Picture of forage radishes growing in Winnsboro, LA. Yellowing indicates the radish has taken up all the available nutrients (probably N) in the soil system
Picture of forage radishes growing in Winnsboro, LA. Yellowing indicates the radish has taken up all the available nutrients (probably N) in the soil system

Moisture uptake:

The cover in which this is most critical are cereal covers but can be evident in the other covers as well. For cereals, which have past jointing, moisture uptake from the cereal can be rapid. This is critical for the cover to continue with reproductive growth. However, this can be detrimental for the successive crop because much of the soil profile moisture can be diminished prior to termination.

Termination:

During this time of year, termination needs to be considered. If the field in which cover crops are planted is to be planted in corn, now is the time for termination. This will not only allow for breakdown of the cover crop but also has the potential to break the “green bridge,” which should be broken for two to four weeks for best IPM practices. However, this decision is more difficult if soybeans or cotton will be the successive crop.  If planting is later in the year and the cover crop is easy to terminate (cereals), terminations could be delayed, especially if soil cover is desired. Legumes can be easy to terminate if done timely. This would consist of terminating before loss of vegetative cover and growth. If legumes are terminated late, complete termination of the cover crop can be difficult. For Brassica covers, termination is dependent on the growth of the crop. Similar to other covers, the “green bridge” needs to be broken. However, this can be more difficult because of the fleshy roots of these Brassicas. Additionally, with the warming temperatures, most of these Brassica covers have begun to turn reproductive. Once these covers have gone reproductive, chemical termination is unlikely. If these conditions exist, Brassica covers need to be terminated immediately. Determining if these are reproductive will involve looking into the whorl of the leaves, where the reproductive structure begins (as in the pictures).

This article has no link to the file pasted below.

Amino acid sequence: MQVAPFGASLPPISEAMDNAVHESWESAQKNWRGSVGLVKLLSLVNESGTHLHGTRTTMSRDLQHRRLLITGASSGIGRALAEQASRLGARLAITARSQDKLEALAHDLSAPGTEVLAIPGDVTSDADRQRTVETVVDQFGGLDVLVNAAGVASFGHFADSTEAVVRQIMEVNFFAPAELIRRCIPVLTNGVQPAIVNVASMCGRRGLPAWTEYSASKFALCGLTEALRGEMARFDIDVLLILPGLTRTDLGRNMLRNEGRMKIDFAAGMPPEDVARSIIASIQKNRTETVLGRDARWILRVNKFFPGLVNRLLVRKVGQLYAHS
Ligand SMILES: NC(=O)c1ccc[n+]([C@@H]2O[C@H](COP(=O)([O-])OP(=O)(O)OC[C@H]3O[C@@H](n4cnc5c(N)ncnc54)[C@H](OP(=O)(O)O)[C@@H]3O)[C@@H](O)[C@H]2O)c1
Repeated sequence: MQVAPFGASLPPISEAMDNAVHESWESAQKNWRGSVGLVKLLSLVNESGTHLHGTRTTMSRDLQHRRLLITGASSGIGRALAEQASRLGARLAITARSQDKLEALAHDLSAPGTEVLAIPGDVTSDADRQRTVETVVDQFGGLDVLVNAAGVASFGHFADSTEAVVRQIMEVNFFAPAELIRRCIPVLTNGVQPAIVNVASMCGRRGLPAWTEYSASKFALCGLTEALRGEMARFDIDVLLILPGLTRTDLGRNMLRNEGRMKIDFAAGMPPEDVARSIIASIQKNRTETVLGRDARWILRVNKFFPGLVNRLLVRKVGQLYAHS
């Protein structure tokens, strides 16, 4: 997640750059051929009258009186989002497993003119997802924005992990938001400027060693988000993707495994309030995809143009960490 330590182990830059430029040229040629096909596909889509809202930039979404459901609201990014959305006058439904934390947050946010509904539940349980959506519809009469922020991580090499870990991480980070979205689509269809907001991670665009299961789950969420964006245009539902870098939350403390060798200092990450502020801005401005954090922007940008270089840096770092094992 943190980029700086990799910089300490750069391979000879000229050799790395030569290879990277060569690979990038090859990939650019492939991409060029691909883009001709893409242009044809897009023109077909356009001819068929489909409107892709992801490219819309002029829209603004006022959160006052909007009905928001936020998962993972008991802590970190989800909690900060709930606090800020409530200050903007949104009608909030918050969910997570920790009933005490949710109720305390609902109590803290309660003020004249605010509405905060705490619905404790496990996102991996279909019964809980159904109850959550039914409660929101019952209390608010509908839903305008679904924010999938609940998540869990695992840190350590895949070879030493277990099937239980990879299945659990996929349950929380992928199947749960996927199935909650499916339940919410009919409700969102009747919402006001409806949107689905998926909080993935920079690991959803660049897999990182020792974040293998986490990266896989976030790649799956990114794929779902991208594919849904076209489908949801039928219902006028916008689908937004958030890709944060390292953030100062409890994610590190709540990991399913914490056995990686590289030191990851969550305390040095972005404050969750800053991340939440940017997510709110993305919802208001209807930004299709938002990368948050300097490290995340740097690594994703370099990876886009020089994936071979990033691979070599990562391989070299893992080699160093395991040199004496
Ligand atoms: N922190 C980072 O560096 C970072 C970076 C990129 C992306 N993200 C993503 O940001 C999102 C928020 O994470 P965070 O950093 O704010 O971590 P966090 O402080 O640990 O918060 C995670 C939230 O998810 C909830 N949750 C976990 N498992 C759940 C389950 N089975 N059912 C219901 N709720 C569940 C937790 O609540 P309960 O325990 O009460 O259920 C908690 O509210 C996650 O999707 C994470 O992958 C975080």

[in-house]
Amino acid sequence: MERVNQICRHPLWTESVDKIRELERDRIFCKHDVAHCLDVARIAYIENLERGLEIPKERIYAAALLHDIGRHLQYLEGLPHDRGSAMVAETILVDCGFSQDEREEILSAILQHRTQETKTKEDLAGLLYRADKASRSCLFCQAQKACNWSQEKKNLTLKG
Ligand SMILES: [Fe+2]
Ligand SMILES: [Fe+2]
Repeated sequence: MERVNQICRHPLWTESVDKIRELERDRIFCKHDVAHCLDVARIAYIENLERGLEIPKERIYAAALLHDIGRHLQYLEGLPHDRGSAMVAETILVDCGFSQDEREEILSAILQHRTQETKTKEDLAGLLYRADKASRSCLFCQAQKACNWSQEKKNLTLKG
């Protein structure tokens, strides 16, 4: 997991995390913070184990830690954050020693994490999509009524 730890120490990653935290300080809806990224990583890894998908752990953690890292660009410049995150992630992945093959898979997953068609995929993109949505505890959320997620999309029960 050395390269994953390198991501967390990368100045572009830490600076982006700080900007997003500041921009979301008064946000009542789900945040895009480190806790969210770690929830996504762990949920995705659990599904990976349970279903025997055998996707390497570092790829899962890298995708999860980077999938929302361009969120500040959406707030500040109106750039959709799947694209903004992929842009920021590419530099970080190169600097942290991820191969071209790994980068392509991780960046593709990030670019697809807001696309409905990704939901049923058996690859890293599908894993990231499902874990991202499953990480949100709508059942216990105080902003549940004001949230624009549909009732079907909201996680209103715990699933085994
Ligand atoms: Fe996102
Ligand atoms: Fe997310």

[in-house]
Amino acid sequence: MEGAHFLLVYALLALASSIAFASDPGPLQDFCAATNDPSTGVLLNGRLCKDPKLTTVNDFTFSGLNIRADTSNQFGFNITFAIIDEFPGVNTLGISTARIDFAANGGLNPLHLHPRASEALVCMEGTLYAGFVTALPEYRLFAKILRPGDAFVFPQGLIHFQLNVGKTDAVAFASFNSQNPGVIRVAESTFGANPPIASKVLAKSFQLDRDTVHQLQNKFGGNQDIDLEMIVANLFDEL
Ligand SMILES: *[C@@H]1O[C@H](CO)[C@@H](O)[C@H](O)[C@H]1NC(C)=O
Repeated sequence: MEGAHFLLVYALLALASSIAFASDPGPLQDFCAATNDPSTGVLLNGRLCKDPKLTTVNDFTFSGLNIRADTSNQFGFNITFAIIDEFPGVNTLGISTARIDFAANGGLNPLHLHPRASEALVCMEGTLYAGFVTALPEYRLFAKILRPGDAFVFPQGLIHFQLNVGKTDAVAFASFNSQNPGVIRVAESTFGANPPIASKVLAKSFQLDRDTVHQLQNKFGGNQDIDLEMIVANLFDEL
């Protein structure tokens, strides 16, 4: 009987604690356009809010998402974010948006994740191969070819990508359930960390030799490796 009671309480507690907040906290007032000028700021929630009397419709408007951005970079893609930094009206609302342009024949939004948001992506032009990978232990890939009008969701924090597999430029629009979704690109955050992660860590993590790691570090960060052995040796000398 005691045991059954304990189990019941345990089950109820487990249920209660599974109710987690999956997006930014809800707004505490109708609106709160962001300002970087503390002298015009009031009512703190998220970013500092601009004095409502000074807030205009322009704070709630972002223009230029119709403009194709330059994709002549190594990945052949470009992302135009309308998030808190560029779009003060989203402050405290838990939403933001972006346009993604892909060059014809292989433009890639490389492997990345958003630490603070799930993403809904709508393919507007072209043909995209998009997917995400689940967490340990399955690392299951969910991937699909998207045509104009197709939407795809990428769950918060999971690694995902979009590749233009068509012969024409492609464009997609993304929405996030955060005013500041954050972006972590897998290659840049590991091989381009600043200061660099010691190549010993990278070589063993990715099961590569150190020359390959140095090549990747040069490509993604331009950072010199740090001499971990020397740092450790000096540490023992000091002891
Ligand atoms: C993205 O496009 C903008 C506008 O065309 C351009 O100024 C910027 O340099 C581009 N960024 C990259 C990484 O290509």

Reproductive structure of the Brassica cover crops.
Reproductive structure of the Brassica cover crops.

 

Beginning growth of the reproductive structure of the Brassica cover crops. Oftentimes this structure can be hidden within the leaf whorls. Termination should have or needs to occur shortly.
Beginning growth of the reproductive structure of the Brassica cover crops. Oftentimes this structure can be hidden within the leaf whorls. Termination should have or needs to occur shortly.

 

For additional information, feel free to contact:

Josh Lofton, Field crop agronomy, LSU AgCenter, jlofton@agcenter.lsu.edu

Beatrix Haggard, Soil Specialist, LSU AgCenter, bhaggard@agcenter.lsu.edu